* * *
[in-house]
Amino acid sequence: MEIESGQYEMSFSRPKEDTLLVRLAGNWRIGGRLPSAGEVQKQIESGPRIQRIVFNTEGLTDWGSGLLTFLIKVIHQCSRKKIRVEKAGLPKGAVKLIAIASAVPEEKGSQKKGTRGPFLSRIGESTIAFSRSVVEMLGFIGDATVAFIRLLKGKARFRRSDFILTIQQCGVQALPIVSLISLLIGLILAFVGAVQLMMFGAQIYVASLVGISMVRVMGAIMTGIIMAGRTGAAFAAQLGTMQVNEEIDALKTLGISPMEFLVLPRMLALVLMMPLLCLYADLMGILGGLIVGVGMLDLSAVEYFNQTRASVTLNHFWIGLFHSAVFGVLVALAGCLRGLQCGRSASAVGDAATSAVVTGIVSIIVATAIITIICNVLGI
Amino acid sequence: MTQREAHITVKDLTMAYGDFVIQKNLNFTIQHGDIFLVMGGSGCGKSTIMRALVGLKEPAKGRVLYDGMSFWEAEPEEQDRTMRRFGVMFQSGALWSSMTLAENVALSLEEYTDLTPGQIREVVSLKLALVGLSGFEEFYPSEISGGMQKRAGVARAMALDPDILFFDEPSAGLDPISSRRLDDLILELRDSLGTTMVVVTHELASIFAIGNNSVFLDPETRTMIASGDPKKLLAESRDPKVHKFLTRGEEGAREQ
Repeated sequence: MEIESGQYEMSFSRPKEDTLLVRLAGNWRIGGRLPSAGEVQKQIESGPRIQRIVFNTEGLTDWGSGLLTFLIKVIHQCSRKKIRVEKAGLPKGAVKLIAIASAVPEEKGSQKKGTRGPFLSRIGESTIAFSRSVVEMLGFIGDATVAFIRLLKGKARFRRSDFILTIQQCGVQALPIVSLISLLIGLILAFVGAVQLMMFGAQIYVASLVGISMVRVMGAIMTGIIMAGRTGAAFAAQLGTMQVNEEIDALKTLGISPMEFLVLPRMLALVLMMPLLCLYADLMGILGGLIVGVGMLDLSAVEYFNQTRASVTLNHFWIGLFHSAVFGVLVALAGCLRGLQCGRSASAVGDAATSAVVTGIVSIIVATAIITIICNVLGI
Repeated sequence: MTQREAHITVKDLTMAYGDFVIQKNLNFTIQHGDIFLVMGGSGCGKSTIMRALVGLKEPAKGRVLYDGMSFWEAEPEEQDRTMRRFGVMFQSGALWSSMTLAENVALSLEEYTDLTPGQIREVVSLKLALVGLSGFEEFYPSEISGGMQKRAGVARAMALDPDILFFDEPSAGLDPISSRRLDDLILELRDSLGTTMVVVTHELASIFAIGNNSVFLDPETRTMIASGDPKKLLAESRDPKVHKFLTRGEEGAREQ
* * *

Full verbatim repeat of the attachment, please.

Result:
[in-house]
Amino acid sequence: MEIESGQYEMSFSRPKEDTLLVRLAGNWRIGGRLPSAGEVQKQIESGPRIQRIVFNTEGLTDWGSGLLTFLIKVIHQCSRKKIRVEKAGLPKGAVKLIAIASAVPEEKGSQKKGTRGPFLSRIGESTIAFSRSVVEMLGFIGDATVAFIRLLKGKARFRRSDFILTIQQCGVQALPIVSLISLLIGLILAFVGAVQLMMFGAQIYVASLVGISMVRVMGAIMTGIIMAGRTGAAFAAQLGTMQVNEEIDALKTLGISPMEFLVLPRMLALVLMMPLLCLYADLMGILGGLIVGVGMLDLSAVEYFNQTRASVTLNHFWIGLFHSAVFGVLVALAGCLRGLQCGRSASAVGDAATSAVVTGIVSIIVATAIITIICNVLGI
Amino acid sequence: MTQREAHITVKDLTMAYGDFVIQKNLNFTIQHGDIFLVMGGSGCGKSTIMRALVGLKEPAKGRVLYDGMSFWEAEPEEQDRTMRRFGVMFQSGALWSSMTLAENVALSLEEYTDLTPGQIREVVSLKLALVGLSGFEEFYPSEISGGMQKRAGVARAMALDPDILFFDEPSAGLDPISSRRLDDLILELRDSLGTTMVVVTHELASIFAIGNNSVFLDPETRTMIASGDPKKLLAESRDPKVHKFLTRGEEGAREQ
Repeated sequence: MEIESGQYEMSFSRPKEDTLLVRLAGNWRIGGRLPSAGEVQKQIESGPRIQRIVFNTEGLTDWGSGLLTFLIKVIHQCSRKKIRVEKAGLPKGAVKLIAIASAVPEEKGSQKKGTRGPFLSRIGESTIAFSRSVVEMLGFIGDATVAFIRLLKGKARFRRSDFILTIQQCGVQALPIVSLISLLIGLILAFVGAVQLMMFGAQIYVASLVGISMVRVMGAIMTGIIMAGRTGAAFAAQLGTMQVNEEIDALKTLGISPMEFLVLPRMLALVLMMPLLCLYADLMGILGGLIVGVGMLDLSAVEYFNQTRASVTLNHFWIGLFHSAVFGVLVALAGCLRGLQCGRSASAVGDAATSAVVTGIVSIIVATAIITIICNVLGI
Repeated sequence: MTQREAHITVKDLTMAYGDFVIQKNLNFTIQHGDIFLVMGGSGCGKSTIMRALVGLKEPAKGRVLYDGMSFWEAEPEEQDRTMRRFGVMFQSGALWSSMTLAENVALSLEEYTDLTPGQIREVVSLKLALVGLSGFEEFYPSEISGGMQKRAGVARAMALDPDILFFDEPSAGLDPISSRRLDDLILELRDSLGTTMVVVTHELASIFAIGNNSVFLDPETRTMIASGDPKKLLAESRDPKVHKFLTRGEEGAREQ